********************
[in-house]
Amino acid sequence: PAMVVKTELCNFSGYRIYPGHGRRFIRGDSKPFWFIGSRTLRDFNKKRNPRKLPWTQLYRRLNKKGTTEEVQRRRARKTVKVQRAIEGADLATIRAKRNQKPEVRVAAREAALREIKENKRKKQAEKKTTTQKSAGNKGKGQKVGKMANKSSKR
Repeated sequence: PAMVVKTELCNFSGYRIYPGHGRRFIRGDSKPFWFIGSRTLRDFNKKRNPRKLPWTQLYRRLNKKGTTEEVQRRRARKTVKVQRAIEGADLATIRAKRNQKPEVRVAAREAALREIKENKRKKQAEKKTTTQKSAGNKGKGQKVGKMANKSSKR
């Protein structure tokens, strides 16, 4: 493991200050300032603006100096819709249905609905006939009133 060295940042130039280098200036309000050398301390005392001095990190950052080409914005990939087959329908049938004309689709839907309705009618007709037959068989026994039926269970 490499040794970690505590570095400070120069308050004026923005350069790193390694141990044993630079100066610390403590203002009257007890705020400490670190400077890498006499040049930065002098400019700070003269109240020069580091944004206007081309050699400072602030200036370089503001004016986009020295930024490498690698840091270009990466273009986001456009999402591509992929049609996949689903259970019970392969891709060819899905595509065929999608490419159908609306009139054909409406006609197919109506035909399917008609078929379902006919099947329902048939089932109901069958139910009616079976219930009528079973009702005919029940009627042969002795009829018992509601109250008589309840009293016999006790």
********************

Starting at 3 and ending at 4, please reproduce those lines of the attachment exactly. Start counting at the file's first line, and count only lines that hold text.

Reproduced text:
Repeated sequence: PAMVVKTELCNFSGYRIYPGHGRRFIRGDSKPFWFIGSRTLRDFNKKRNPRKLPWTQLYRRLNKKGTTEEVQRRRARKTVKVQRAIEGADLATIRAKRNQKPEVRVAAREAALREIKENKRKKQAEKKTTTQKSAGNKGKGQKVGKMANKSSKR
């Protein structure tokens, strides 16, 4: 493991200050300032603006100096819709249905609905006939009133 060295940042130039280098200036309000050398301390005392001095990190950052080409914005990939087959329908049938004309689709839907309705009618007709037959068989026994039926269970 490499040794970690505590570095400070120069308050004026923005350069790193390694141990044993630079100066610390403590203002009257007890705020400490670190400077890498006499040049930065002098400019700070003269109240020069580091944004206007081309050699400072602030200036370089503001004016986009020295930024490498690698840091270009990466273009986001456009999402591509992929049609996949689903259970019970392969891709060819899905595509065929999608490419159908609306009139054909409406006609197919109506035909399917008609078929379902006919099947329902048939089932109901069958139910009616079976219930009528079973009702005919029940009627042969002795009829018992509601109250008589309840009293016999006790």